I didn’t know we had a term for this now. In hybrid publishing authors subsidize their book (which I suspect often means “pay for the production of”) while the publisher is responsible for producing, distributing, and selling professional-quality books. Authors get some payback on their investment via a higher royalty rate, usually around 50%. In academic publishing we’ve been doing subsidized publishing for aeons thinking of it as grant-assisted publishing, and a hundred years ago profit sharing contracts between authors and publishers were not uncommon. But the self-publishing business seems to have necessitated the invention of this hybrid category. Publishers Weekly gives us a report on a recent Independent Book Publishers Association meeting about hybrid publishing among other topics. The story was relayed by Book Business Insight.

The IBPA produced a set of guidelines earlier this year listing the functions which “define” a hybrid publisher. To be a hybrid publisher you must:

  1. Define a mission and vision for your publishing program
  2. Vet submissions
  3. Publish under your own imprint using your ISBNs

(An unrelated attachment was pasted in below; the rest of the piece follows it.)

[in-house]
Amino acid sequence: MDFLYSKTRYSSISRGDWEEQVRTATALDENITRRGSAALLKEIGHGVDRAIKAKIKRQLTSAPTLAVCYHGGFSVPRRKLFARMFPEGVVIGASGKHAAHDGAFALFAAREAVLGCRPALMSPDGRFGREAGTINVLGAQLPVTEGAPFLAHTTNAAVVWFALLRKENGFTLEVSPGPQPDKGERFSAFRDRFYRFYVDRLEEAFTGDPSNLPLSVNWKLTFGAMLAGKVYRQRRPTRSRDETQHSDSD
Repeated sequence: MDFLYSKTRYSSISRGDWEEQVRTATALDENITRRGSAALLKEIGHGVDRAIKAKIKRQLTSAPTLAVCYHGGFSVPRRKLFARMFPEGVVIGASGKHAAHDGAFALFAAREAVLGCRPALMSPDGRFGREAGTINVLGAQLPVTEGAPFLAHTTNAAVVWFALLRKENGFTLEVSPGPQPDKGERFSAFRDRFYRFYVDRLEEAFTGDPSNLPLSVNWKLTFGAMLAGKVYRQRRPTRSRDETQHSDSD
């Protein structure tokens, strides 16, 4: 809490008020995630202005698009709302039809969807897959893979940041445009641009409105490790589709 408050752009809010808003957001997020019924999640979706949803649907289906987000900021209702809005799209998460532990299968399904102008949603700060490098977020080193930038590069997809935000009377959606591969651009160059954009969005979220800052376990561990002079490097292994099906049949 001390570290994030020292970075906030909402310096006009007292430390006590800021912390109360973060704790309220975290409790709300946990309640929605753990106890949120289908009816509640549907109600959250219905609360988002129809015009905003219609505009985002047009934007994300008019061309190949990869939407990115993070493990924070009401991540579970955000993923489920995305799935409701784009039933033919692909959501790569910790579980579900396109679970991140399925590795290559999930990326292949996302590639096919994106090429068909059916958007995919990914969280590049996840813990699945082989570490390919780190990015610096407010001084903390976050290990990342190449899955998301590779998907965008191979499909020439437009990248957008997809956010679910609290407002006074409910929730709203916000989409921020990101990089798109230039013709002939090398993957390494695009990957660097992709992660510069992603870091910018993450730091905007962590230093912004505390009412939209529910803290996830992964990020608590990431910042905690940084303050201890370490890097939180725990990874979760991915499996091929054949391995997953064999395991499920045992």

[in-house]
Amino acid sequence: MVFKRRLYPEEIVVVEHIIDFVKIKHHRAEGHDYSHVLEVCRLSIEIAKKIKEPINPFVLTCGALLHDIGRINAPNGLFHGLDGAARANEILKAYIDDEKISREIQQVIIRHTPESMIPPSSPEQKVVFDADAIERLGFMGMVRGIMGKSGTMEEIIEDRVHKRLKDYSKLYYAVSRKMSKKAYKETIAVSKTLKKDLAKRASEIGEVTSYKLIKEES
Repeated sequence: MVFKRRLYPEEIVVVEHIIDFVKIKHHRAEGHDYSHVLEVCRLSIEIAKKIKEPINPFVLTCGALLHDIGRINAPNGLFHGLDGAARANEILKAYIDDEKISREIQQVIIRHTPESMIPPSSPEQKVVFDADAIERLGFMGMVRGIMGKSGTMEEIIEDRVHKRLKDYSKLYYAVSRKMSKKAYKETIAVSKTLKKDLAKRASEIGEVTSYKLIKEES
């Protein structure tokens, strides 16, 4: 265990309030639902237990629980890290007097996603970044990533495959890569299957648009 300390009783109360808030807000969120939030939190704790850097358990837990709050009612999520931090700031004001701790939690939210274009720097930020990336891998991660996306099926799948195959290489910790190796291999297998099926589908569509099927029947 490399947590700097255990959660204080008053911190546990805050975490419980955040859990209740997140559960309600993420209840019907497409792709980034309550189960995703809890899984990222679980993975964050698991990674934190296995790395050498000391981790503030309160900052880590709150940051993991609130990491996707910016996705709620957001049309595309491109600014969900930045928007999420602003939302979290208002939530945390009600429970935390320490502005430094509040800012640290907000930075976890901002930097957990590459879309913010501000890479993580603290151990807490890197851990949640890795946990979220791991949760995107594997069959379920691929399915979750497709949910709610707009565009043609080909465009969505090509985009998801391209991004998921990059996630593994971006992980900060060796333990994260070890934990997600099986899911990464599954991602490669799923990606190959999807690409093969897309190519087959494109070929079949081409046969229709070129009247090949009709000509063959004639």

4. Publish to industry standards
  5. Ensure editorial, design and production quality
  6. Pursue and manage a range of publishing rights
  7. Provide distribution services
  8. Demonstrate respectable sales
  9. Pay a higher-than-standard royalty

Elucidation of item 4 is provided by their Industry Standards Checklist for a Professionally Published Book, all of which seem perfectly sensible.

Nature abhors a vacuum; humans appear to abhor organizational disorder. The disorganization of self publishing has clearly upset many, and we can now see them shaking out the chaotic variety into ordered layers:

  • the really basic self-published book (family histories, wedding albums etc.);
  • the sort of vanity self publishing where sales are not important;
  • “profit seeking” self-publishing, usually ebooks but also print-on-demand;
  • then a layer of “professional” service providers;
  • the hybrid publishers discussed here;
  • indie publishers who finance the publication of books whose authors wish to avoid the traditional sector;
  • small traditional publishers;
  • other traditional publishers;
  • large publishing conglomerates.

Of course, any traditional publisher may perfectly legitimately agree to accept an author subsidy without having to reclassify themselves as hybrid. The borders are porous.

Terminology too: this link to Blackwell’s in the UK shows, I think, that the borderline between hybrid, indie and small traditional falls slightly north (or is it south) of the US one. Before the digital revolution upended everything, we all would refer to small publishers who were not owned by a larger group as independent, thus often indie, publishers. The recent colonization of this term by the self-publishing world has necessitated a tactical nomenclatural withdrawal, at least in the USA.